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Korean food (in Seoul) is terrible
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panthermodern



Joined: 08 Feb 2003
Location: Taxronto

PostPosted: Mon Oct 06, 2003 7:43 am    Post subject: Korean food (in Seoul) is terrible Reply with quote

How many people who now live in Seoul have lived outside Seoul ....

How many people who lived outside Seoul have eaten Korean food in Seoul ...

How many people have eaten in Jeon Ju (ChonJu) ?


I love Korean food but in Seoul ............
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just because



Joined: 01 Aug 2003
Location: Changwon - 4964

PostPosted: Mon Oct 06, 2003 8:12 am    Post subject: Reply with quote

I think that all the things that you hear about regional specialities might have been true 50 years ago but its not true. The food to me tastes the same all over the country. I'm sure the Bibimbap tastes good in Jeonju but it tastes the same to me all over the country. An exception maybe seafood on the coasts.
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panthermodern



Joined: 08 Feb 2003
Location: Taxronto

PostPosted: Mon Oct 06, 2003 8:20 am    Post subject: Reply with quote

I strongly disagree, with everything except the seafood thing.

My opinion is that Korean food is better outside of Seoul, with regards to the average run of the mill restaurants.

The best Korean meals I have had, over the years, have been in either Deajon or Jeon Ju.

That's my opinion.


Last edited by panthermodern on Mon Oct 06, 2003 9:14 am; edited 1 time in total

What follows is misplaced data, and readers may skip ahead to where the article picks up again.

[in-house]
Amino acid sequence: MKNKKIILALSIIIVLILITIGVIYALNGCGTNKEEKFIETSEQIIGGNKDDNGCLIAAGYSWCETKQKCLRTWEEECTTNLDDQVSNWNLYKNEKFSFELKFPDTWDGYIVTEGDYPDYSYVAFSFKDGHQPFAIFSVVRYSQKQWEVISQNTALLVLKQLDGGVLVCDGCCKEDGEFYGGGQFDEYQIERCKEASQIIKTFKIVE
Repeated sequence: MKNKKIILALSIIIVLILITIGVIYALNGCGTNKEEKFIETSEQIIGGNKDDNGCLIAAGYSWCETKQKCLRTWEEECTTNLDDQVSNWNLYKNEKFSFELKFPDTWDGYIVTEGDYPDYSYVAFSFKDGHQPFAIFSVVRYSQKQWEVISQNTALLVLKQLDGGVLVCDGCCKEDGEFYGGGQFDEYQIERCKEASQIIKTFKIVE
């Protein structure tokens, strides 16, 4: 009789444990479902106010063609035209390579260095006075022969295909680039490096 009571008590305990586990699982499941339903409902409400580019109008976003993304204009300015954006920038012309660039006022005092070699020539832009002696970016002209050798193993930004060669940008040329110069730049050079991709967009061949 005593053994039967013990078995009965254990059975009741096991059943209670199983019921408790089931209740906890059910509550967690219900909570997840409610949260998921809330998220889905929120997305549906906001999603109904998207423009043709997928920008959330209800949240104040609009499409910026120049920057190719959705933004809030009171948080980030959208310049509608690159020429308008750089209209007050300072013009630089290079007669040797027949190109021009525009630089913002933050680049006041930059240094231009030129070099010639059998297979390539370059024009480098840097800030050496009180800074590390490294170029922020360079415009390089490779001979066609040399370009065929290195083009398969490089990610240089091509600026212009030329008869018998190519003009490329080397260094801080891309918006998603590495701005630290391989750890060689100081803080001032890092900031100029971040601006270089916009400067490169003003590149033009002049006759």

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The King of Kwangju



Joined: 10 Feb 2003
Location: New York City

PostPosted: Mon Oct 06, 2003 9:06 am    Post subject: Reply with quote

PM, I strongly agree with your strong disagreement.

There is definitely a difference, but if you think Seoul is bad, wait til you try Koreatown in Toronto...
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panthermodern



Joined: 08 Feb 2003
Location: Taxronto

PostPosted: Mon Oct 06, 2003 9:13 am    Post subject: Reply with quote

KoK:


As I told a friend (from Calgary) complaining about a steak in Seoul ....

"Hey, if you think they got this wrong ... order Korean at home ..."

Has anyone ever had "President's Choice Frozen Korean ...."


Last edited by panthermodern on Mon Oct 06, 2003 9:48 am; edited 1 time in total
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The King of Kwangju



Joined: 10 Feb 2003
Location: New York City

PostPosted: Mon Oct 06, 2003 9:37 am    Post subject: Reply with quote

"GWOW?" surely you mean "KoK?"

Last Friday night my sister went to a big industry party here in Toronto. Apparently "some company" (my sister couldn't remember the name) is launching soju here with great fanfare.

I'd love to hear their angle:

"Immerse yourself in the silky goodness of the mysterious far east..."